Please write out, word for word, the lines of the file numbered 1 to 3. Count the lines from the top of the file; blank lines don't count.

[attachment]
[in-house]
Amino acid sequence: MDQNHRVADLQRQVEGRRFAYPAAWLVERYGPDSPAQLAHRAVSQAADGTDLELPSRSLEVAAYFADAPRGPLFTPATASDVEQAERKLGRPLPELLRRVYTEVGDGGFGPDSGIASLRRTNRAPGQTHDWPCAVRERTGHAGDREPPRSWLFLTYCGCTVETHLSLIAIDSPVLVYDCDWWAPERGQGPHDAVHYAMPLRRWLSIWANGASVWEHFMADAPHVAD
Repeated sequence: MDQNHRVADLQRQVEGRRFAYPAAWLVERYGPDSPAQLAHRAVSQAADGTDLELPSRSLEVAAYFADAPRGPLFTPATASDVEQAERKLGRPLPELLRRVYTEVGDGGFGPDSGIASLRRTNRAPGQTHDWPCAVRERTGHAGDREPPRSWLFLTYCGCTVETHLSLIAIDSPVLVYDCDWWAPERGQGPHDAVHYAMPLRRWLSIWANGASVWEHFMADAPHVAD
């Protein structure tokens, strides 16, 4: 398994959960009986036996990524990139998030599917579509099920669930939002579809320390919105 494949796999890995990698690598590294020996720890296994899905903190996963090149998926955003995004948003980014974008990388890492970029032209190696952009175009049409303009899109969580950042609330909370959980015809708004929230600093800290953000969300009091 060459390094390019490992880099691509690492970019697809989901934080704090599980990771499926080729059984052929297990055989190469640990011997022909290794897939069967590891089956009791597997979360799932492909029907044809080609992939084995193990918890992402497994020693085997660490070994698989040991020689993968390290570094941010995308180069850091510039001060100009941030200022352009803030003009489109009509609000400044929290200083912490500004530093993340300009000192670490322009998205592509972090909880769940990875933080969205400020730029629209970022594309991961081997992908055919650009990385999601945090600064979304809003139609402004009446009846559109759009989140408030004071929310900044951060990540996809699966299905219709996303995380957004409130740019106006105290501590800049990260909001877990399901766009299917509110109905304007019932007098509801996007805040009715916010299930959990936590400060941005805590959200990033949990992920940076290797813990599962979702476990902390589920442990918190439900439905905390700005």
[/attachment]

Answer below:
[in-house]
Amino acid sequence: MDQNHRVADLQRQVEGRRFAYPAAWLVERYGPDSPAQLAHRAVSQAADGTDLELPSRSLEVAAYFADAPRGPLFTPATASDVEQAERKLGRPLPELLRRVYTEVGDGGFGPDSGIASLRRTNRAPGQTHDWPCAVRERTGHAGDREPPRSWLFLTYCGCTVETHLSLIAIDSPVLVYDCDWWAPERGQGPHDAVHYAMPLRRWLSIWANGASVWEHFMADAPHVAD
Repeated sequence: MDQNHRVADLQRQVEGRRFAYPAAWLVERYGPDSPAQLAHRAVSQAADGTDLELPSRSLEVAAYFADAPRGPLFTPATASDVEQAERKLGRPLPELLRRVYTEVGDGGFGPDSGIASLRRTNRAPGQTHDWPCAVRERTGHAGDREPPRSWLFLTYCGCTVETHLSLIAIDSPVLVYDCDWWAPERGQGPHDAVHYAMPLRRWLSIWANGASVWEHFMADAPHVAD